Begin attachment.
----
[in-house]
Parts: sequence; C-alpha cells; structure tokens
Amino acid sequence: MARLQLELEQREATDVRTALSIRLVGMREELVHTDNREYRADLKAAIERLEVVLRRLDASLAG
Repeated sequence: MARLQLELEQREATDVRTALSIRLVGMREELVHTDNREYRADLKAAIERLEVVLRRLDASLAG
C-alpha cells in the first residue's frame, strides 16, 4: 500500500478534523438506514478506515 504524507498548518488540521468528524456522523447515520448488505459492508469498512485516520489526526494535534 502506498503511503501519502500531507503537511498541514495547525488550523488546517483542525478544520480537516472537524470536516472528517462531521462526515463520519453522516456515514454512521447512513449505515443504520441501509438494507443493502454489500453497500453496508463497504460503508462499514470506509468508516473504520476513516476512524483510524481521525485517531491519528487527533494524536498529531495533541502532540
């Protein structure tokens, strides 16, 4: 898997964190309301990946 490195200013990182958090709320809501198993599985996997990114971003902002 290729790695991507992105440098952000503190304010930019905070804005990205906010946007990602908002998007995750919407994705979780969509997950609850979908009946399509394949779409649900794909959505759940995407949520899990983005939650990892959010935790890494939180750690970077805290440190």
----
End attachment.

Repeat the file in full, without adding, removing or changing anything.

[in-house]
Parts: sequence; C-alpha cells; structure tokens
Amino acid sequence: MARLQLELEQREATDVRTALSIRLVGMREELVHTDNREYRADLKAAIERLEVVLRRLDASLAG
Repeated sequence: MARLQLELEQREATDVRTALSIRLVGMREELVHTDNREYRADLKAAIERLEVVLRRLDASLAG
C-alpha cells in the first residue's frame, strides 16, 4: 500500500478534523438506514478506515 504524507498548518488540521468528524456522523447515520448488505459492508469498512485516520489526526494535534 502506498503511503501519502500531507503537511498541514495547525488550523488546517483542525478544520480537516472537524470536516472528517462531521462526515463520519453522516456515514454512521447512513449505515443504520441501509438494507443493502454489500453497500453496508463497504460503508462499514470506509468508516473504520476513516476512524483510524481521525485517531491519528487527533494524536498529531495533541502532540
């Protein structure tokens, strides 16, 4: 898997964190309301990946 490195200013990182958090709320809501198993599985996997990114971003902002 290729790695991507992105440098952000503190304010930019905070804005990205906010946007990602908002998007995750919407994705979780969509997950609850979908009946399509394949779409649900794909959505759940995407949520899990983005939650990892959010935790890494939180750690970077805290440190």